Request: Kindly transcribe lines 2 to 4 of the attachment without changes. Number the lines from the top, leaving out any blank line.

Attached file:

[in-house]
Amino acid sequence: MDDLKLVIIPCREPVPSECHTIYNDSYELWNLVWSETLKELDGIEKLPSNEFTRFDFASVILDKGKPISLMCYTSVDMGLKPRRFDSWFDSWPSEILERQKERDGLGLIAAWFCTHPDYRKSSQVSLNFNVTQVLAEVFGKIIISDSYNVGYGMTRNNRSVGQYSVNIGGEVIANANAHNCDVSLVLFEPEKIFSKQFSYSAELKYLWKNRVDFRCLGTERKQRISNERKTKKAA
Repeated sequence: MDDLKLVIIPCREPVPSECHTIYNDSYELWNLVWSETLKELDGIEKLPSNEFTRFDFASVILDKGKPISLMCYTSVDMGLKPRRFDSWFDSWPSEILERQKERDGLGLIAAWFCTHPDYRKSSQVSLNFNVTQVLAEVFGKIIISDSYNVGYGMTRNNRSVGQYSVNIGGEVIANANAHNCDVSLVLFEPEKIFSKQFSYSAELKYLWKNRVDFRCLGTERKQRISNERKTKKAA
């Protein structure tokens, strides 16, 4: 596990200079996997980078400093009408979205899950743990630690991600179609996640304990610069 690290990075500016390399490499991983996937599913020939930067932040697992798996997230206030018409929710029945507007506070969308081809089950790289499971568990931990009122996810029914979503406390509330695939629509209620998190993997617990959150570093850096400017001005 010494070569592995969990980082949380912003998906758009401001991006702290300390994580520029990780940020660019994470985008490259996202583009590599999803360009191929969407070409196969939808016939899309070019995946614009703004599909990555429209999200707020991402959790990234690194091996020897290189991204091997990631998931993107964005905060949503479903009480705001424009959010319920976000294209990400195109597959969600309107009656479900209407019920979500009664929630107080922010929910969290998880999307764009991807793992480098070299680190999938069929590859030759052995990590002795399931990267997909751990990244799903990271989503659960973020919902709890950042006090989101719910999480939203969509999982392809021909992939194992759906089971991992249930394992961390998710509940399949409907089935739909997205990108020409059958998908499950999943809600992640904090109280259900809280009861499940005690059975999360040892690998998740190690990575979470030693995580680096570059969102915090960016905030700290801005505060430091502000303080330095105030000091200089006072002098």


Amino acid sequence: MDDLKLVIIPCREPVPSECHTIYNDSYELWNLVWSETLKELDGIEKLPSNEFTRFDFASVILDKGKPISLMCYTSVDMGLKPRRFDSWFDSWPSEILERQKERDGLGLIAAWFCTHPDYRKSSQVSLNFNVTQVLAEVFGKIIISDSYNVGYGMTRNNRSVGQYSVNIGGEVIANANAHNCDVSLVLFEPEKIFSKQFSYSAELKYLWKNRVDFRCLGTERKQRISNERKTKKAA
Repeated sequence: MDDLKLVIIPCREPVPSECHTIYNDSYELWNLVWSETLKELDGIEKLPSNEFTRFDFASVILDKGKPISLMCYTSVDMGLKPRRFDSWFDSWPSEILERQKERDGLGLIAAWFCTHPDYRKSSQVSLNFNVTQVLAEVFGKIIISDSYNVGYGMTRNNRSVGQYSVNIGGEVIANANAHNCDVSLVLFEPEKIFSKQFSYSAELKYLWKNRVDFRCLGTERKQRISNERKTKKAA
């Protein structure tokens, strides 16, 4: 596990200079996997980078400093009408979205899950743990630690991600179609996640304990610069 690290990075500016390399490499991983996937599913020939930067932040697992798996997230206030018409929710029945507007506070969308081809089950790289499971568990931990009122996810029914979503406390509330695939629509209620998190993997617990959150570093850096400017001005 010494070569592995969990980082949380912003998906758009401001991006702290300390994580520029990780940020660019994470985008490259996202583009590599999803360009191929969407070409196969939808016939899309070019995946614009703004599909990555429209999200707020991402959790990234690194091996020897290189991204091997990631998931993107964005905060949503479903009480705001424009959010319920976000294209990400195109597959969600309107009656479900209407019920979500009664929630107080922010929910969290998880999307764009991807793992480098070299680190999938069929590859030759052995990590002795399931990267997909751990990244799903990271989503659960973020919902709890950042006090989101719910999480939203969509999982392809021909992939194992759906089971991992249930394992961390998710509940399949409907089935739909997205990108020409059958998908499950999943809600992640904090109280259900809280009861499940005690059975999360040892690998998740190690990575979470030693995580680096570059969102915090960016905030700290801005505060430091502000303080330095105030000091200089006072002098």